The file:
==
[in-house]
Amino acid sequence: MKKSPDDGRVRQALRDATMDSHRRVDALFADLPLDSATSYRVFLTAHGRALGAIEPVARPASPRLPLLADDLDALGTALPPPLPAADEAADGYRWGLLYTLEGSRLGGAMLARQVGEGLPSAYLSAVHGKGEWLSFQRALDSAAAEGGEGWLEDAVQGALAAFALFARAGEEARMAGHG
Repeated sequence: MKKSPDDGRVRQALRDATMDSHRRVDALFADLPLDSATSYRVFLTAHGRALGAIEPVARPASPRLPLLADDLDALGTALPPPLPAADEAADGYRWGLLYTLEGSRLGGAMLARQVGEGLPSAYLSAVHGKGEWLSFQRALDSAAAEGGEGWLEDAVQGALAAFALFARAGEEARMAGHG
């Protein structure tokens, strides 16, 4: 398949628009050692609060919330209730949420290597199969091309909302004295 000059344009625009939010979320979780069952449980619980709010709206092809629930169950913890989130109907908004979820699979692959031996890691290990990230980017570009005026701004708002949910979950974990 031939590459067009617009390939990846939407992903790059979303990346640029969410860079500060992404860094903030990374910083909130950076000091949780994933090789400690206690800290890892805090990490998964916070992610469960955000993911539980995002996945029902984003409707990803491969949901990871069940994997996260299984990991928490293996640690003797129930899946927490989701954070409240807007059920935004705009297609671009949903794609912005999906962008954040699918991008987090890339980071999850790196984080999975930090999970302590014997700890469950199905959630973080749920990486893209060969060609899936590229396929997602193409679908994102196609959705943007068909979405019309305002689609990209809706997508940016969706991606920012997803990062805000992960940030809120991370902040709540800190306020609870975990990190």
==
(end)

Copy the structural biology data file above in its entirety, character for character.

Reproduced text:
[in-house]
Amino acid sequence: MKKSPDDGRVRQALRDATMDSHRRVDALFADLPLDSATSYRVFLTAHGRALGAIEPVARPASPRLPLLADDLDALGTALPPPLPAADEAADGYRWGLLYTLEGSRLGGAMLARQVGEGLPSAYLSAVHGKGEWLSFQRALDSAAAEGGEGWLEDAVQGALAAFALFARAGEEARMAGHG
Repeated sequence: MKKSPDDGRVRQALRDATMDSHRRVDALFADLPLDSATSYRVFLTAHGRALGAIEPVARPASPRLPLLADDLDALGTALPPPLPAADEAADGYRWGLLYTLEGSRLGGAMLARQVGEGLPSAYLSAVHGKGEWLSFQRALDSAAAEGGEGWLEDAVQGALAAFALFARAGEEARMAGHG
């Protein structure tokens, strides 16, 4: 398949628009050692609060919330209730949420290597199969091309909302004295 000059344009625009939010979320979780069952449980619980709010709206092809629930169950913890989130109907908004979820699979692959031996890691290990990230980017570009005026701004708002949910979950974990 031939590459067009617009390939990846939407992903790059979303990346640029969410860079500060992404860094903030990374910083909130950076000091949780994933090789400690206690800290890892805090990490998964916070992610469960955000993911539980995002996945029902984003409707990803491969949901990871069940994997996260299984990991928490293996640690003797129930899946927490989701954070409240807007059920935004705009297609671009949903794609912005999906962008954040699918991008987090890339980071999850790196984080999975930090999970302590014997700890469950199905959630973080749920990486893209060969060609899936590229396929997602193409679908994102196609959705943007068909979405019309305002689609990209809706997508940016969706991606920012997803990062805000992960940030809120991370902040709540800190306020609870975990990190």